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‘Thappagars’ – The Chikan Block Makers

Volume: 10, No: 11 ; November-2016

In the chikan embroidery the wooden block makers (design stamp) play a very important role. These artisans known as ‘thappagars’ carve woodblocks with intricate designs and patterns. These highly durable block are made of Shissoo wood which is known for being hard yet easy to carve out a pattern of choice, no matter how intricate the carving be. The block makers purchase these waste chips or blocks of wood that are later carved into stamp patterns depending on the size of the pattern to be carved out.

The blocks are dried and the rough sides are then smoothened out with sand to give it an even finish and prepared in required size with a definite thickness of 1 inch.  Later as a part of this process the smooth surface of the block is applied with a white emulsion or chalk and the tracing of the design is made on this white colour surface. After the pattern is drawn the wood block is carved out. Often the design is created by free hand with a pencil. The design is chiseled with a small iron bar, the blocks are flatten at the end of this chiseling process with a wooden bar. The iron bars are known as kalams (literal translation is ‘pen’) that are available in various sizes depending on how fine or thick the design is. The cuts made in this wood block are not very deep, just enough to leave an impression when the cloth is stamped with the design. When the artisan has finished carving the blocks, the blocks are neatly finished by rubbing it with sand. The same blocks are soaked in mustard oil for about twelve hours to prevent them from retaining water when dipped in water based dye for use. Each of these blocks are made differently according to the stitches that are to be embroidered. The blocks are designed for wholesale to chikan embroidery designers or dealers known as Cheepis

These chikan blocks that are primarily made in Lucknow are quite different from the block-printing blocks that are used in Jaipur. The chikan blocks do not have a handle or at times not even a piece of wood attached on the top of the blocks and when the cheepkar places the blocks on the fabric with just a little force, the impression to be imprinted is formed on the fabric. In the block printing, the printer has to use greater force on the handle attached on the top of the block for the impression to come on the fabric. Chikan block is a single block that imprints same design on the fabric, while in case of block-printing, if two prints have same design, but different colours that many blocks are required.


It is believed that earlier during the process of chikan embroidery, there was no printing done on the fabrics. The master embroiders made designs with their sheer imagination and with great precision. In later years a lot of it changed and the skill too became a bit mechanical making the blocks an integral part of chikan embroidery process. The printer’s job in the process of chikan-embroidery is to transfer the designs on the fabric with the help of carved wooden blocks. The printer has numerous blocks of all shapes and sizes and for different stitches. These printing specialist print for designers and the chikan-traders or even for individuals. This too is a specialist step in the chikan-embroidery process.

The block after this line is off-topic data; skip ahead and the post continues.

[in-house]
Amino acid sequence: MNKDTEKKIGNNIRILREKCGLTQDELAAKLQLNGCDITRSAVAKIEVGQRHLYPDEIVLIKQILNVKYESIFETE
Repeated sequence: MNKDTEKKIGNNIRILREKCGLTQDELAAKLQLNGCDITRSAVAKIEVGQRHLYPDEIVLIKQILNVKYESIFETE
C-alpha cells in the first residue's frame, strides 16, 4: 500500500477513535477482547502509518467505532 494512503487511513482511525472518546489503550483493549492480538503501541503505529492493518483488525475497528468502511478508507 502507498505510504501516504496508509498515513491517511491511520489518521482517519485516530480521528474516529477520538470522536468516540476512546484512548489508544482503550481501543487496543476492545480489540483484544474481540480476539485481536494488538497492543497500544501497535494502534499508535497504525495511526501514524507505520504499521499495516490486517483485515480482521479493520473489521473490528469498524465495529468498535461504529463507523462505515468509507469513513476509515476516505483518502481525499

Primarily a blue dye or a white dye is made for transfer of designs from the blocks to the fabric. Blue dye for light coloured clothes and white dye for dark coloured fabrics. The dye is made from the gum gathered from babool tree (gum tree), which is collected and dried. The small lumps of gum are soaked in plain water for few hours till a clear thick liquid is formed. The printer pours this liquid gum in a flat tin tray on top of which a mat is placed. This mat is a flat surface made from the bamboo shoot; it is placed in horizontal lines alternatively and tied all around with the support of the stronger thin strips of the bamboo. This gives a spring to the mat. The dye is poured in a three inch deep tray and the bamboo plate which is like a mat is known as ‘thatia’ on the top of the tray. On the top of this mat a soft pad is placed which is normally a wooden blanket material that soaks the liquid and keeps it saturated. A fine thin fabric is kept on the top of this soft fabric woolen blanket for an even printing. For getting blue colour, indigo is sprinkled over the fabric and is spread evenly with a brush. To get white colour, aluminum powder is used instead of indigo. The wooden block is dipped into the dye tray and then pressed on top of the fabric for the impression.

The wooden bamboo tray has a spring kind of effect, thus it prevents the fabric in the tray to pick up excess colour, which might smudge the pattern as well as have problem in drying up faster. The mechanism is same as a stamp-pad yet the craft of chikan is still a traditional art that passes on in the family and no modern techniques or systems are used.

On the Heritage Walk by Tornos one gets to see this process of printing on the fabric and admire different designs on the blocks. The walking tour takes guests to a lane that can be termed as a living museum of crafts, art, lifestyle of Lucknow. The glitter of this market place is indeed a mesmerising experience that introduces visitors to the city of yore that still lives in the lanes and bylanes of Lucknow.

Also chekout the full process of chikan embroidery in our hands-on Chikan Embroidery experience : Threads of Lucknow



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